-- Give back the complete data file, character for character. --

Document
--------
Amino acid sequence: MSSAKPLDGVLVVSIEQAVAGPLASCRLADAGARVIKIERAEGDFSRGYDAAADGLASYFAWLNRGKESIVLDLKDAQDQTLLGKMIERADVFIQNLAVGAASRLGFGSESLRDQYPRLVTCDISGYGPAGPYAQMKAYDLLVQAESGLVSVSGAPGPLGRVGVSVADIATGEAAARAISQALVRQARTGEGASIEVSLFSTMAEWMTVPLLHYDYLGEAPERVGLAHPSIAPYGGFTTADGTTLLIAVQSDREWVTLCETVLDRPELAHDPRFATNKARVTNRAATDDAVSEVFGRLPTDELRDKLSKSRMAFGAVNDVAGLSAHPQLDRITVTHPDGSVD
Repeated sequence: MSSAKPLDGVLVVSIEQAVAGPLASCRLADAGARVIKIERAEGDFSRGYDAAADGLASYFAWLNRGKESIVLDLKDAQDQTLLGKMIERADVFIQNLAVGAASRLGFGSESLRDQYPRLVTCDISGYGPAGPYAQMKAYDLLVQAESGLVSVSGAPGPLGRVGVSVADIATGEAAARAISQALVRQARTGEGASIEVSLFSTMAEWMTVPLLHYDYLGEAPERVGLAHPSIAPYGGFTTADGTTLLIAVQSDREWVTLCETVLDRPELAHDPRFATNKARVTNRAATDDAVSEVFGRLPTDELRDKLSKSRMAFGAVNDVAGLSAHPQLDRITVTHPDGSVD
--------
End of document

Amino acid sequence: MSSAKPLDGVLVVSIEQAVAGPLASCRLADAGARVIKIERAEGDFSRGYDAAADGLASYFAWLNRGKESIVLDLKDAQDQTLLGKMIERADVFIQNLAVGAASRLGFGSESLRDQYPRLVTCDISGYGPAGPYAQMKAYDLLVQAESGLVSVSGAPGPLGRVGVSVADIATGEAAARAISQALVRQARTGEGASIEVSLFSTMAEWMTVPLLHYDYLGEAPERVGLAHPSIAPYGGFTTADGTTLLIAVQSDREWVTLCETVLDRPELAHDPRFATNKARVTNRAATDDAVSEVFGRLPTDELRDKLSKSRMAFGAVNDVAGLSAHPQLDRITVTHPDGSVD
Repeated sequence: MSSAKPLDGVLVVSIEQAVAGPLASCRLADAGARVIKIERAEGDFSRGYDAAADGLASYFAWLNRGKESIVLDLKDAQDQTLLGKMIERADVFIQNLAVGAASRLGFGSESLRDQYPRLVTCDISGYGPAGPYAQMKAYDLLVQAESGLVSVSGAPGPLGRVGVSVADIATGEAAARAISQALVRQARTGEGASIEVSLFSTMAEWMTVPLLHYDYLGEAPERVGLAHPSIAPYGGFTTADGTTLLIAVQSDREWVTLCETVLDRPELAHDPRFATNKARVTNRAATDDAVSEVFGRLPTDELRDKLSKSRMAFGAVNDVAGLSAHPQLDRITVTHPDGSVD